Shifting the Patterns of Innovation

In a recent conversation with a client, the compelling business issue they were struggling with was how to become more innovative in their business. In a challenging industry, in an even more challenging economic environment, this was not an idle conversation.

The initial discussion centered on particular projects that would provide innovative outcomes. As we discussed these however, it became apparent that what was needed was not an “answer,” but new ways of asking the questions.

  Dr. Glenda Eoyang’s CDE (Containers, Differences, Exchanges) Framework  provides a model and method for systematically changing the patterns of innovation.  In thinking about changing Containers (different ways of clustering the elements of a system), consider bringing different people into the conversation. This might mean inviting varying management levels, customers and suppliers, and people from unrelated disciplines into conversation. Instead of using large groups, substitute 1 to 1 interactions and vice versa.

It often happens that the same type of employee is tasked with “being innovative.” Maximize the Differences by varying the type of people in the room. This means not only changing the job descriptions of those in the conversation, it also means varying the information processing styles, temperaments, and past experiences of those participating.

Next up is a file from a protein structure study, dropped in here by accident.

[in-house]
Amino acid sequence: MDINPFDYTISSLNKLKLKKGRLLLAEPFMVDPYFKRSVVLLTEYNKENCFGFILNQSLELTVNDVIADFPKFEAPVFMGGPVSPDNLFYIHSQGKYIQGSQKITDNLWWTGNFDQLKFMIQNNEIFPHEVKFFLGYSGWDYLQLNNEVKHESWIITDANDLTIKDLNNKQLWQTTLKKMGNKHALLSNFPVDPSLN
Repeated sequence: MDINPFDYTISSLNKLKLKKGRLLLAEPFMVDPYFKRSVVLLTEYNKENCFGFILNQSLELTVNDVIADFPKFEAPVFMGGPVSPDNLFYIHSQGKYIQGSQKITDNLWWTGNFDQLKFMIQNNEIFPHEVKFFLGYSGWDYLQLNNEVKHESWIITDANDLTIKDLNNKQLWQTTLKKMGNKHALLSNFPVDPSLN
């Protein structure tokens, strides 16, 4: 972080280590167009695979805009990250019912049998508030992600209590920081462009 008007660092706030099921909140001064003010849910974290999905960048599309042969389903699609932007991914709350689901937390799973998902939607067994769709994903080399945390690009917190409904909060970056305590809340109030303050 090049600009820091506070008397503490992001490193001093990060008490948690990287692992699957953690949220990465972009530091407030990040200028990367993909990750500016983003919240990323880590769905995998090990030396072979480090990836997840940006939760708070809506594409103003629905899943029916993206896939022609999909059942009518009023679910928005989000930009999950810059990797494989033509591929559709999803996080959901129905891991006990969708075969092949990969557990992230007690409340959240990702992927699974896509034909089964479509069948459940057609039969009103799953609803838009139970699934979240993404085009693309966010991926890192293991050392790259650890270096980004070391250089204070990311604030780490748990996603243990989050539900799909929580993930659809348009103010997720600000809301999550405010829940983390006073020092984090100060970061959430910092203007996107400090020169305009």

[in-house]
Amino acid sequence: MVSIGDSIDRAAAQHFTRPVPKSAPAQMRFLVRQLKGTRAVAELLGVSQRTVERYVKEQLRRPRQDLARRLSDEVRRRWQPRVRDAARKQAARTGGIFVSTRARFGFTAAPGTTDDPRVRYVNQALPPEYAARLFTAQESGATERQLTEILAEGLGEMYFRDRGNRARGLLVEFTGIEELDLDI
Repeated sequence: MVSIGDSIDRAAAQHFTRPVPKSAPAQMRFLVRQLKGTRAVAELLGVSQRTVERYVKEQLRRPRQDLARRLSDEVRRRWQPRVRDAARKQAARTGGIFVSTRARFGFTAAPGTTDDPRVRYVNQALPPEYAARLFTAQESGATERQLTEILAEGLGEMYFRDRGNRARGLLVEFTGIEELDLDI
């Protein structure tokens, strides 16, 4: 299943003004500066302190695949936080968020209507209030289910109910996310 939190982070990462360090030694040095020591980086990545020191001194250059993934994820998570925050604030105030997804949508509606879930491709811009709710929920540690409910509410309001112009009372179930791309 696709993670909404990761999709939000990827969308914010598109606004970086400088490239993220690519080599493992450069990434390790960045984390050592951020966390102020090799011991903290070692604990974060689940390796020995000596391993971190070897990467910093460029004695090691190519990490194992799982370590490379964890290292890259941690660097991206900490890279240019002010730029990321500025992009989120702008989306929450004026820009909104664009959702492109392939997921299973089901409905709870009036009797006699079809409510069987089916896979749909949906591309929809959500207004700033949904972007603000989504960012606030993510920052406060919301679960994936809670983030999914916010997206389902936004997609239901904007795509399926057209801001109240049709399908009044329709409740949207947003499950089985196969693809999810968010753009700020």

Changing the Exchanges suggests that a fundamentally different type of conversation takes place than usually occurs. Simply saying, “be creative” may not be sufficient to obtain the desired results. Consider varying the media and medium in which the creative conversation takes place. Ask verbal people to illustrate their ideas with sketches or photos. Ask visual people to physically mime a new concept or idea. Offer clay, building blocks, straws, and masking tape to engage the kinesthetic sense of those who are attempting to change their patterns of creativity.

Each of the above is a “reasonable” approach to pattern shifting. In certain situations, it might be an idea to take each of these pattern shifting ideas to an extreme.   An extreme container shift might be the result of bellowing ideas in the middle of a crowded bus or subway. An extreme difference intervention might include bringing requests for innovation to first grade students.

Another difference intervention would be to push on the edges of paradox, irony, and and tension. Challenging a group to come up with the least innovative idea they could consider; the idea with the biggest guarantee of failure; the idea that would put their business out of business immediately – would push the boundaries of difference to an extreme that might allow innovative thinking to flourish.

An extreme exchange intervention might include writing with a non-dominant hand. It might include some version of the Socratic method, where only questions can be asked. Another variation would be that the conversations that take place are constrained to only happen in whispers, or by shouting at the top of someone’s lungs.

Once again, in each of these cases the answer is not as important as shifting the way the conversation themselves are held. By clustering in different ways, focusing on different differences, and exchanging ideas in nontraditional forms, “exercising different mental muscles.” will occur. Innovate how you innovate!

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